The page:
We had a wander around the Priory ruins and studied them in greater detail than I have ever done before. As I work in construction I always look at these ruined buildings with the thought of the physical labour and cost that went into putting them together, and how much the outlay would be today to build such a monument, if it could get built at all with the restrictive planning laws we now have in force. After a lengthy mooch we left the Priory behind and crossed the river Wharfe by the footbridge (we avoided the famous stepping stones on which there was a large queue forming due to a woman in a burka who had got two thirds of the way across and then panicked and had frozen) and followed the Dalesway footpath along through the woods which run beneath Cat Crags. Whilst there were a number of people around, it was certainly less crowded than the Priory ruins. We ambled along the well made path which snakes its way roller coaster-like through the mature deciduous woodland until we started to drop downhill to a ford in the road and crossed Pickles Beck by the adjacent footbridge and picked up the Dalesway to continue walking along the riverbank again.
We soon crossed the wooden bridge over the Wharfe and approached the Cavendish Pavilion where we decided to stop for tea and scones. The Pavilion has undergone a large transformation in the twenty-odd years since we first came across it. It is also a wedding venue now and scrubs up well for an old girl (the Pavilion was originally built in 1890). Now, I don’t want to be a whinger, but the price for two teas and two scones with cream and jam seemed to have come from the same “How to Fleece Your Customers with a Smile” book as the car parking charges. It was about sixteen quid for two. One of the reasons we go to Yorkshire is for Yorkshire prices, and these were not Yorkshire prices.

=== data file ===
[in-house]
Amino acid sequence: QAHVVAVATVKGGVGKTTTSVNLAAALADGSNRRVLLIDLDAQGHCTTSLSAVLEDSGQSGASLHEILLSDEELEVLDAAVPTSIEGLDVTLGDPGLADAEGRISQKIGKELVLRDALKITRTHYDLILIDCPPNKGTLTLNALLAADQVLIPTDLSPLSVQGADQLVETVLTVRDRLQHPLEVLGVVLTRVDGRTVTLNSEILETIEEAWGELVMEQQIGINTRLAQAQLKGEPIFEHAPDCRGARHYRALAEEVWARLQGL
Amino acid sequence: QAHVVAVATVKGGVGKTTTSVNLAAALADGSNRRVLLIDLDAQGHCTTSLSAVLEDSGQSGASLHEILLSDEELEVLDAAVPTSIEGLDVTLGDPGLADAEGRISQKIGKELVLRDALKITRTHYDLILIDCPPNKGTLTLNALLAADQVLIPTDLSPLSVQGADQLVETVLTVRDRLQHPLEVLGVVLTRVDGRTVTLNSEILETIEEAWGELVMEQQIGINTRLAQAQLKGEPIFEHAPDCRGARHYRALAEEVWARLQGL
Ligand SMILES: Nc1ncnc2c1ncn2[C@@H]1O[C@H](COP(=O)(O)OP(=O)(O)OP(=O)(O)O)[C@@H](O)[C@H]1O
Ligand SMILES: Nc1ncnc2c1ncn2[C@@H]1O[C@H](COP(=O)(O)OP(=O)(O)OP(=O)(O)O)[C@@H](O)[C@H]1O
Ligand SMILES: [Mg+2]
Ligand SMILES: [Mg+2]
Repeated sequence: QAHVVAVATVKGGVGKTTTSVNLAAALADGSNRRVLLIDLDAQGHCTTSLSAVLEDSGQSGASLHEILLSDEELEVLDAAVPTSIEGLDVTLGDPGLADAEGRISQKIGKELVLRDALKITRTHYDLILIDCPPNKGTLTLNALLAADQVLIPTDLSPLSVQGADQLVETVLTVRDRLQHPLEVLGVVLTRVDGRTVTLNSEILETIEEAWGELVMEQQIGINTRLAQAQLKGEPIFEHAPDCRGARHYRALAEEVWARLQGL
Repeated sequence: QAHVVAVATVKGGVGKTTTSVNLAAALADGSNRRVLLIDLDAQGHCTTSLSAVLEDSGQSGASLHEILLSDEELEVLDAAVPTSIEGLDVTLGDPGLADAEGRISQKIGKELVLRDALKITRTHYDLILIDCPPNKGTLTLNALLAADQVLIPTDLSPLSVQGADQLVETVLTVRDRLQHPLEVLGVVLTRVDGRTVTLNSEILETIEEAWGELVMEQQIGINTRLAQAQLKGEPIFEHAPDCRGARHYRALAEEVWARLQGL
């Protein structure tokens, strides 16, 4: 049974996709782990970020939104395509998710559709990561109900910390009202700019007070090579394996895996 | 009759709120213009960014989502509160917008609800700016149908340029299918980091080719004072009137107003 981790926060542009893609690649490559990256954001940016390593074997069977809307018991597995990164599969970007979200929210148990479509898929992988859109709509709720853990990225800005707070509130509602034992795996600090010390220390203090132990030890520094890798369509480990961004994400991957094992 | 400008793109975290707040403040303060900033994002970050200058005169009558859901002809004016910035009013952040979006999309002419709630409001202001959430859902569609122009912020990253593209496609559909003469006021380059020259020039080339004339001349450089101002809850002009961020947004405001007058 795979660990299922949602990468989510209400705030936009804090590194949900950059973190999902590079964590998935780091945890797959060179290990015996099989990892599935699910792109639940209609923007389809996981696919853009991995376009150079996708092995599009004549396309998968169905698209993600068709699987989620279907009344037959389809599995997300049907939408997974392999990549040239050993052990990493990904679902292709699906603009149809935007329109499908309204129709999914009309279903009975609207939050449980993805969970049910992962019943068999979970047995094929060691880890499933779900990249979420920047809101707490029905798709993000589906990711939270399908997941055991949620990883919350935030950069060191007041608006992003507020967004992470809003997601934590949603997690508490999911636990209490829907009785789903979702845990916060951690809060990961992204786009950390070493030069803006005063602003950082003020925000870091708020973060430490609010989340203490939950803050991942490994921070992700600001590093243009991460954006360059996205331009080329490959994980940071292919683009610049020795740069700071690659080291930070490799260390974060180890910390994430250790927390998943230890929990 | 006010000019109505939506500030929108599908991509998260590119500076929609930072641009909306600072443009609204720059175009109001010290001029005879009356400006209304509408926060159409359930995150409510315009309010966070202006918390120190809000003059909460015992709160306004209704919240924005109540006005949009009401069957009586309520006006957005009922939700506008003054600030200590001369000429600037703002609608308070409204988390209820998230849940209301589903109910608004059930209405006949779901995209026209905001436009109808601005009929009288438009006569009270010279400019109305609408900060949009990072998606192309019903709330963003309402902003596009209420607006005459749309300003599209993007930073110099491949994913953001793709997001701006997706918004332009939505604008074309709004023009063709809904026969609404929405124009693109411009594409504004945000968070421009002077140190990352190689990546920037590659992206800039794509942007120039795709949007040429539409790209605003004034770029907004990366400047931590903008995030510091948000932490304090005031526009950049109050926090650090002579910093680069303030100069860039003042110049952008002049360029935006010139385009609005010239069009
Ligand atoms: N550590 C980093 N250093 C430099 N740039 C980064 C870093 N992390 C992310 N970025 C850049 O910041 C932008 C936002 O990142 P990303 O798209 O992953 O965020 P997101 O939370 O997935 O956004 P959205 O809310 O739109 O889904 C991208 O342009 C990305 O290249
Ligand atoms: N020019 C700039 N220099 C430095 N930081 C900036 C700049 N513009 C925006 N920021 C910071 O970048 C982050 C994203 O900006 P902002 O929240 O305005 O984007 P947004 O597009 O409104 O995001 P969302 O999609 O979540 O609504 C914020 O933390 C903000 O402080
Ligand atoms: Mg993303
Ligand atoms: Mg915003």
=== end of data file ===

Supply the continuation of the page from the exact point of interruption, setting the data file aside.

We decided to sit outside to eat and drink and to watch the world go by as the weather was quite pleasant. It was interesting to note that about 85% of the people walking past were young families who appeared to have come from the same mould as each other. The Dad was late thirties dressed in a nylon down jacket, jeans and Hunter wellies. The ‘missus’ was also dressed similarly but with blonde hair in a pony tail, and it felt like I was sat watching an Ark building convention due to the large number of “Noah’s” running around. A name that seems to be the male equivalent of Chelsey, fashionable now, but a hinderance to its owner in future when it comes to getting your CV on the ‘must interview’ pile when applying for jobs. The Cavendish Pavilion car park was visible from where we were, and they we all getting into and out of the same type of Audi / BMW. What came to mind was that they were all trying to be so different from their contemporaries, but have ended up being the same, even down to their choice of children’s names. Identikit Families – maybe there is a section in Ikea where you can get one?